What advice do you have for farmers who are currently or potentially negatively affected by mining?
Agri SA: Farmers should make sure that mining developers adhere to the legal requirements prescribed in the legislation. Agri SA’s guideline document contains basic compliance requirements to assist farmers. Farmers should preferably not engage mining developers individually, but as a group. It may be necessary to seek legal advice or use independent EIA consultants to verify and validate EIA studies.

TAU SA: Farmers should negotiate with mining companies to ensure that their operations have as little impact as possible on farming operations and adhere to all legal requirements pertaining to the protection of natural resources in the area.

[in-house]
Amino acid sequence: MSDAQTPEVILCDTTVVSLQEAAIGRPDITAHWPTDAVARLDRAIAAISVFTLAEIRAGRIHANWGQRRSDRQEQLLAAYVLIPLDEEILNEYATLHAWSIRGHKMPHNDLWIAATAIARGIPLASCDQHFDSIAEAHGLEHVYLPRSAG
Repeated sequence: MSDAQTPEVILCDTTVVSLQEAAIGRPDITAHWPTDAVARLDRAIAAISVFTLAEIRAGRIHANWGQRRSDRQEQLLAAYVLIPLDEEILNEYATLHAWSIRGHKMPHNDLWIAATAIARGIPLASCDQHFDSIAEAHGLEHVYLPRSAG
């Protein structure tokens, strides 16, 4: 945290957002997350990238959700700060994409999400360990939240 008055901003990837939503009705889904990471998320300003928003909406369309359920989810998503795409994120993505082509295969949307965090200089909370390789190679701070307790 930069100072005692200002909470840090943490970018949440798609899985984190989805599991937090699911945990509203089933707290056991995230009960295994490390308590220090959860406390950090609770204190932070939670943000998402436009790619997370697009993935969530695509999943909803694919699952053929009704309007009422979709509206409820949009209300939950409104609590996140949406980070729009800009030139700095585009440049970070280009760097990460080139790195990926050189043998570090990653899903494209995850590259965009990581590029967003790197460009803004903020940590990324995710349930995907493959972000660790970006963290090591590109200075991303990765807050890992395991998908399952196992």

What should government do to minimise conflict between mining and agriculture?
Agri SA: State governance of mining is poor. Unfortunately, the Department of Agriculture, Forestry and Fisheries currently does not have enabling legislation to effectively preserve high-potential agricultural land. The Subdivision of Agricultural Land Act is outdated and the Preservation and Development of Agricultural Land Bill (PD-ALB) is still in its infancy. This has resulted in agriculture being at a disadvantage in terms of other mining legislation. Completing the PD-ALB is thus of paramount importance.